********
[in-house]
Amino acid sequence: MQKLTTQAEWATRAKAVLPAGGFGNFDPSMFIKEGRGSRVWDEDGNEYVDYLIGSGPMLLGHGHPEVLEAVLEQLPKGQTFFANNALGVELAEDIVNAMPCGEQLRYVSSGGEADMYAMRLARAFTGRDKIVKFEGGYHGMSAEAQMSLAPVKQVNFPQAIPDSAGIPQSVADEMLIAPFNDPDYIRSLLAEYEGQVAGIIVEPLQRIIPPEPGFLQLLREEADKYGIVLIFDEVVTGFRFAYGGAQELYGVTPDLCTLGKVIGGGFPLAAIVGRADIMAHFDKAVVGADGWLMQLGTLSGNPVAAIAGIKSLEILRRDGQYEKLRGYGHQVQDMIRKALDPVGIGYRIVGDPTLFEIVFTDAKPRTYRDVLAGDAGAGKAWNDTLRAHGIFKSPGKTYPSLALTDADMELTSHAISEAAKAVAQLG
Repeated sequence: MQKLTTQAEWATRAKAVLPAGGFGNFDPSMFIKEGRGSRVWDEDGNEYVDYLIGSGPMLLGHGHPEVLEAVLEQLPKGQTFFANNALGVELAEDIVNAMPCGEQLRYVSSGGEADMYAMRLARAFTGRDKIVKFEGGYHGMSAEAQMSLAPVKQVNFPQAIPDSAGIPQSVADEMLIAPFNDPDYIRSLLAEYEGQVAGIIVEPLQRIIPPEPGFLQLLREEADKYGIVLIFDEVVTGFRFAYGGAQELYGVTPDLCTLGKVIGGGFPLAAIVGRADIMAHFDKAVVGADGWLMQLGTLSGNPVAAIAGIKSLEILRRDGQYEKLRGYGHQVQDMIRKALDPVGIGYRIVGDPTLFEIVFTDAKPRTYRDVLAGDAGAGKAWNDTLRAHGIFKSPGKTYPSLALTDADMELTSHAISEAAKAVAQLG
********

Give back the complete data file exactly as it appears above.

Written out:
[in-house]
Amino acid sequence: MQKLTTQAEWATRAKAVLPAGGFGNFDPSMFIKEGRGSRVWDEDGNEYVDYLIGSGPMLLGHGHPEVLEAVLEQLPKGQTFFANNALGVELAEDIVNAMPCGEQLRYVSSGGEADMYAMRLARAFTGRDKIVKFEGGYHGMSAEAQMSLAPVKQVNFPQAIPDSAGIPQSVADEMLIAPFNDPDYIRSLLAEYEGQVAGIIVEPLQRIIPPEPGFLQLLREEADKYGIVLIFDEVVTGFRFAYGGAQELYGVTPDLCTLGKVIGGGFPLAAIVGRADIMAHFDKAVVGADGWLMQLGTLSGNPVAAIAGIKSLEILRRDGQYEKLRGYGHQVQDMIRKALDPVGIGYRIVGDPTLFEIVFTDAKPRTYRDVLAGDAGAGKAWNDTLRAHGIFKSPGKTYPSLALTDADMELTSHAISEAAKAVAQLG
Repeated sequence: MQKLTTQAEWATRAKAVLPAGGFGNFDPSMFIKEGRGSRVWDEDGNEYVDYLIGSGPMLLGHGHPEVLEAVLEQLPKGQTFFANNALGVELAEDIVNAMPCGEQLRYVSSGGEADMYAMRLARAFTGRDKIVKFEGGYHGMSAEAQMSLAPVKQVNFPQAIPDSAGIPQSVADEMLIAPFNDPDYIRSLLAEYEGQVAGIIVEPLQRIIPPEPGFLQLLREEADKYGIVLIFDEVVTGFRFAYGGAQELYGVTPDLCTLGKVIGGGFPLAAIVGRADIMAHFDKAVVGADGWLMQLGTLSGNPVAAIAGIKSLEILRRDGQYEKLRGYGHQVQDMIRKALDPVGIGYRIVGDPTLFEIVFTDAKPRTYRDVLAGDAGAGKAWNDTLRAHGIFKSPGKTYPSLALTDADMELTSHAISEAAKAVAQLG